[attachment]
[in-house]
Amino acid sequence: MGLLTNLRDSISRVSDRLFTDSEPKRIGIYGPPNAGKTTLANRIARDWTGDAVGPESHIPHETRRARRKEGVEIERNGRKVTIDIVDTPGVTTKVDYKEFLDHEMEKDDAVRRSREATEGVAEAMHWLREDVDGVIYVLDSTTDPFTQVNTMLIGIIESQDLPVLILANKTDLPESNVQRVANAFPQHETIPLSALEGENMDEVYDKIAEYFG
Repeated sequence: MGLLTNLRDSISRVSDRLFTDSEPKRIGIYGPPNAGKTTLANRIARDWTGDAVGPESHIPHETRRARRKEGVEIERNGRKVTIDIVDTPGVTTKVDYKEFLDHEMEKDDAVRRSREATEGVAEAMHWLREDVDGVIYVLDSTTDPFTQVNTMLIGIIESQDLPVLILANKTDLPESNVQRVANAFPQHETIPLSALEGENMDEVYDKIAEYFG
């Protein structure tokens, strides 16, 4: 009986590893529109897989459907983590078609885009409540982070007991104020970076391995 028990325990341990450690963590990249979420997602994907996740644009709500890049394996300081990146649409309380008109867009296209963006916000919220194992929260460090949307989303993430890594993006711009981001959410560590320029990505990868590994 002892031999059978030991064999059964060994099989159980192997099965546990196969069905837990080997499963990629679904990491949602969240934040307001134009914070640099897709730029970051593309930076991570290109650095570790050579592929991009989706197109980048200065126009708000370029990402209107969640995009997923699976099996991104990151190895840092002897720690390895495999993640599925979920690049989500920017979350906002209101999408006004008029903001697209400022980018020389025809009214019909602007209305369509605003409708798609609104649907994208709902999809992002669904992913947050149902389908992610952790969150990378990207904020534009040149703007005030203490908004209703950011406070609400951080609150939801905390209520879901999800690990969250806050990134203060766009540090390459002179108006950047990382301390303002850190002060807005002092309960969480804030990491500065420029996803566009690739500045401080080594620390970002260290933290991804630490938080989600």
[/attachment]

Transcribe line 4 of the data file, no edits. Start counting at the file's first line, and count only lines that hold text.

């Protein structure tokens, strides 16, 4: 009986590893529109897989459907983590078609885009409540982070007991104020970076391995 028990325990341990450690963590990249979420997602994907996740644009709500890049394996300081990146649409309380008109867009296209963006916000919220194992929260460090949307989303993430890594993006711009981001959410560590320029990505990868590994 002892031999059978030991064999059964060994099989159980192997099965546990196969069905837990080997499963990629679904990491949602969240934040307001134009914070640099897709730029970051593309930076991570290109650095570790050579592929991009989706197109980048200065126009708000370029990402209107969640995009997923699976099996991104990151190895840092002897720690390895495999993640599925979920690049989500920017979350906002209101999408006004008029903001697209400022980018020389025809009214019909602007209305369509605003409708798609609104649907994208709902999809992002669904992913947050149902389908992610952790969150990378990207904020534009040149703007005030203490908004209703950011406070609400951080609150939801905390209520879901999800690990969250806050990134203060766009540090390459002179108006950047990382301390303002850190002060807005002092309960969480804030990491500065420029996803566009690739500045401080080594620390970002260290933290991804630490938080989600």